There are so many changes in the recovery dynamic it’s hard to keep up. The process that is recovery is not smooth. Substance users and their families may think they’re communicating, making progress, but then something happens and growth feels like a rubber band stretched too far. When it snaps back and delivers a black eye, it can feel like a painful betrayal.
Why Recovery Language Can Feel Like A Betrayal
Maggie, a mom, recently got such a metaphoric black eye. Her son JJ been clean for two years, he was doing great in his work—in fact everything should have been golden. Maggie was more than eager to relax and move on to the next phase of their lives. Their back story was a rocky one, of course, as recovery often is. JJ had relapsed a few times, but he had good tools, good support a good relationship, more self-esteem and success at his job. She was hoping for the best.
Wreckage Cleanup Takes Time
But the addiction wreckage was still with them. After years of being tortured by a dynamic that included Maggie’s “attempts to control JJ’s behavior and nagging” on her side and a good deal of “prevarication and manipulation” on JJ’s side, Maggie was now concerned about some red flags she saw in him during this more established stage of their recovery. JJ had developed some “controlling habits” that pushed every one of Maggie’s buttons. Whenever she opened her mouth, he literally shut her up.
Mom Had Become The Enemy
“Nothing I could say felt “appropriate” to him. I was no longer a trusted mom. He could list all the things I had done to hurt him, but voicing my views about anything “crossed his boundaries.” He didn’t want to hear a word from me,” she said. “There was no way to neutralize what was happening between us without my agreeing with everything he said. It felt as if he was attending recovery law school. And I was the defendant in a court case.”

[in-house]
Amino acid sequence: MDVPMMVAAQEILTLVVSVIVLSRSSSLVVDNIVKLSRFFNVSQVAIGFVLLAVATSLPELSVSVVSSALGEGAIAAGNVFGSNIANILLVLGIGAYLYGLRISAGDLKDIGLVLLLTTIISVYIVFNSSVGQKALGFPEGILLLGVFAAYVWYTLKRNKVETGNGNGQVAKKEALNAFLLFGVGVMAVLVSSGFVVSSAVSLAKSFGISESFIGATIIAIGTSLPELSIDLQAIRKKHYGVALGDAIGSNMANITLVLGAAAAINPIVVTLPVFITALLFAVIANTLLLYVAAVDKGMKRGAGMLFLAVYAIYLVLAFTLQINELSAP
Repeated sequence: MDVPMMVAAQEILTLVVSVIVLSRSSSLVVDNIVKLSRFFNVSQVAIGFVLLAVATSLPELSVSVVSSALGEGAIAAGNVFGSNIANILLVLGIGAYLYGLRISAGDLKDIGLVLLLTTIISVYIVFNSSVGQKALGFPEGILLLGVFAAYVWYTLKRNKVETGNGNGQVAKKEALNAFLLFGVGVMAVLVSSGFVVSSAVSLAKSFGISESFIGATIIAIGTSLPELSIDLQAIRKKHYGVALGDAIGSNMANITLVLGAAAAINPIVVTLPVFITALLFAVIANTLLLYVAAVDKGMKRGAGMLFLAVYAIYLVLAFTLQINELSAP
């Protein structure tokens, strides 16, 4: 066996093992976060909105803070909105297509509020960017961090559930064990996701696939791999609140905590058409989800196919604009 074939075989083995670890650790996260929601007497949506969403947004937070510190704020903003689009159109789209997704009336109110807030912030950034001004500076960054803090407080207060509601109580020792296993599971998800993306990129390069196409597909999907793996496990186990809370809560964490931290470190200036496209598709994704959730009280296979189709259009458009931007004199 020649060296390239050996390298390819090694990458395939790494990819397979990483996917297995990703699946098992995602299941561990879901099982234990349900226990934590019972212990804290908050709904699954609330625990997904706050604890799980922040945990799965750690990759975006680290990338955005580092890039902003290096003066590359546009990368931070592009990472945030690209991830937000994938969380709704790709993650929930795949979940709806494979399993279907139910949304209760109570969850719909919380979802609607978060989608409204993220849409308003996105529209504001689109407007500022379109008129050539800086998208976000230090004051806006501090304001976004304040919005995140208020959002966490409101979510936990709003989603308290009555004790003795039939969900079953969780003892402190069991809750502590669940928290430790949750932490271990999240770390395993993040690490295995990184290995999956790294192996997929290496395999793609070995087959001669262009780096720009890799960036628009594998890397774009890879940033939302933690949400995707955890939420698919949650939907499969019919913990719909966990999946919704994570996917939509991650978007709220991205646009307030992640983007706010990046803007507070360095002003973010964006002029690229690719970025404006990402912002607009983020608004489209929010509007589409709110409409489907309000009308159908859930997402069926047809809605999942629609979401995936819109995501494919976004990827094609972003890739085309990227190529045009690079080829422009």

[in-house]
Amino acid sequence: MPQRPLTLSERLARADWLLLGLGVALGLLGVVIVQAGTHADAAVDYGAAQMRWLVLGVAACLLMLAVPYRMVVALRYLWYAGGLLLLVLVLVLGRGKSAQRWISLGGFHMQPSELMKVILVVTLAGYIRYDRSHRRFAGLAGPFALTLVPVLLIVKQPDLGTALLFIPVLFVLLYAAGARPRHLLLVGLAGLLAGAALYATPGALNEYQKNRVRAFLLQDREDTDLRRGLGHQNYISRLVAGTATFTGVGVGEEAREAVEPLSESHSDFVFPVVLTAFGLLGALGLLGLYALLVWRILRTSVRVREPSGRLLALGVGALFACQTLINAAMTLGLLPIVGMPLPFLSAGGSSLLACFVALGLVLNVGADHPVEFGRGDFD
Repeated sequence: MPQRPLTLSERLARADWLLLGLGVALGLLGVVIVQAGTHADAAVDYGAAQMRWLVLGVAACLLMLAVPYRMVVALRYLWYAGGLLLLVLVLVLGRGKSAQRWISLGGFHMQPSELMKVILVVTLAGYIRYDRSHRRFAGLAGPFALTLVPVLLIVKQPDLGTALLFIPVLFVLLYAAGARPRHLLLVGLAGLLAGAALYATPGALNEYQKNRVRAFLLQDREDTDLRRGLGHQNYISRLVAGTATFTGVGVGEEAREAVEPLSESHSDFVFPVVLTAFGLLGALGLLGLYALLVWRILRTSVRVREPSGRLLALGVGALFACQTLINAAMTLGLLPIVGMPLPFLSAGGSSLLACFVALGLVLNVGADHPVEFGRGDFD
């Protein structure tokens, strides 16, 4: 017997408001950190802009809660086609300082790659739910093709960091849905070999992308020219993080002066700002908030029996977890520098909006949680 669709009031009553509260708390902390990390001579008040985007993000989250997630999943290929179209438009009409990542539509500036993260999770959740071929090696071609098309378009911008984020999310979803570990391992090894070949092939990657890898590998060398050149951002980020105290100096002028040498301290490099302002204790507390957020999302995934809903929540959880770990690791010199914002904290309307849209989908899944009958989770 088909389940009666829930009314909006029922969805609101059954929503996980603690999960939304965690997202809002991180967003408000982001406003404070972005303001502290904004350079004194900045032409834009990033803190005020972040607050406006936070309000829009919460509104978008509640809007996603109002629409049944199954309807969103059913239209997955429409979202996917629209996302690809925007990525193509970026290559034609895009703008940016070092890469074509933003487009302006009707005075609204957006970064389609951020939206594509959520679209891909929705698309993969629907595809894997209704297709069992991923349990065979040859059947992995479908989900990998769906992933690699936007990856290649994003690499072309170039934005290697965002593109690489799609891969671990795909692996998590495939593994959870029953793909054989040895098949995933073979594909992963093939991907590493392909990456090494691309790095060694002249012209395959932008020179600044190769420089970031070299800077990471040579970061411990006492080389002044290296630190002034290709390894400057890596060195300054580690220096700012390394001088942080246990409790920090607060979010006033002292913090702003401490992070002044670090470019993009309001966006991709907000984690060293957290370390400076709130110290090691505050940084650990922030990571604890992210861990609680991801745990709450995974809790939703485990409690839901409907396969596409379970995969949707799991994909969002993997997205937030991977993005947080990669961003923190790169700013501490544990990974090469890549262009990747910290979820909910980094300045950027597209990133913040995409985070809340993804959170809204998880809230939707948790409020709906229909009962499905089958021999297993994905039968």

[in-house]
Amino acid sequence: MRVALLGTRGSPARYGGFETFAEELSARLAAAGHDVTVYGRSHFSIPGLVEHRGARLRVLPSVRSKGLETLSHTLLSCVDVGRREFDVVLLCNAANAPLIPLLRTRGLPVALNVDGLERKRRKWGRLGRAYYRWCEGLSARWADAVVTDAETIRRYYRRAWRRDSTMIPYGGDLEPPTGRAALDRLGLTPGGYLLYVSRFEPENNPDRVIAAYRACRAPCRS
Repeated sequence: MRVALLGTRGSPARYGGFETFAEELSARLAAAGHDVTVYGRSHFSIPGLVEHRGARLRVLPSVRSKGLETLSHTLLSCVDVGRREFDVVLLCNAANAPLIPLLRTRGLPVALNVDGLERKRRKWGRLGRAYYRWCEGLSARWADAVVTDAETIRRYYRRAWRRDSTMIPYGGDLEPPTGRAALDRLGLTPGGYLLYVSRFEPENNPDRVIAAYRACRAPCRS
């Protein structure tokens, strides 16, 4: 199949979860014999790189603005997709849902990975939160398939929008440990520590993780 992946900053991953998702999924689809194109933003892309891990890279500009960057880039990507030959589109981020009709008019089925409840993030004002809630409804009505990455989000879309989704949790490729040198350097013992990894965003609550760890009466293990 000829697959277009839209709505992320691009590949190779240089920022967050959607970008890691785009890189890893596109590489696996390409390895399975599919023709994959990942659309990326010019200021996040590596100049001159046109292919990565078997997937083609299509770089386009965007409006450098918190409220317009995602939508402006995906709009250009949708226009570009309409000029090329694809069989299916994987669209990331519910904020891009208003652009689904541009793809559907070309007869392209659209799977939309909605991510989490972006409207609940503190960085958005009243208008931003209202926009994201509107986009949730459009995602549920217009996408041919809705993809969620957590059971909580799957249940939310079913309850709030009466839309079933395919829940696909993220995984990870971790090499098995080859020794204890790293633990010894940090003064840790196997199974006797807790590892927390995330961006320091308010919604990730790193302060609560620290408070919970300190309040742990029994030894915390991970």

Oh oh. JJ now seemed to be using his recovery language to try to re-make Maggie into the mom we all wish we had: endlessly patient, loving, accepting of whatever we said, forever supportive. And most of all silent and submissive.
Being Able To Tell The Truth is Important
For moms in recovery, silent and submissive means death--sometimes literally and sometimes soul. And being controlled is out of the question. To Maggie, being lectured to was like returning to the toxic family dynamic she thought they’d left behind. Her husband had shut her up exactly the same way, and she wasn’t going back to that again. Everything had been going well, but the relationship rubber-banded back into crisis anyway.
In the end, JJ’s wish to impose verbal “boundaries” on his mom backfired. Maggie was shamed by the things he said about her, but it didn’t make her want to comply with his "rules for her conduct." In fact, all his talk about boundaries and need for safety made her feel she needed some boundaries and safety of her own.
What Is The Solution
Can JJ learn not to try to rigidly control his mom? Can Maggie find a comfortable way to communicate with JJ that doesn’t hurt him or compromise her own safety and sense of self? In recovery, they say progress, not perfection. What does that mean? As families struggle with better ways to communicate, it’s important to be careful with the tools. What’s supposed to be useful can backfire and have unintended consequences. Real Recovery means back to square one over and over. Like old age, it's not for sissies.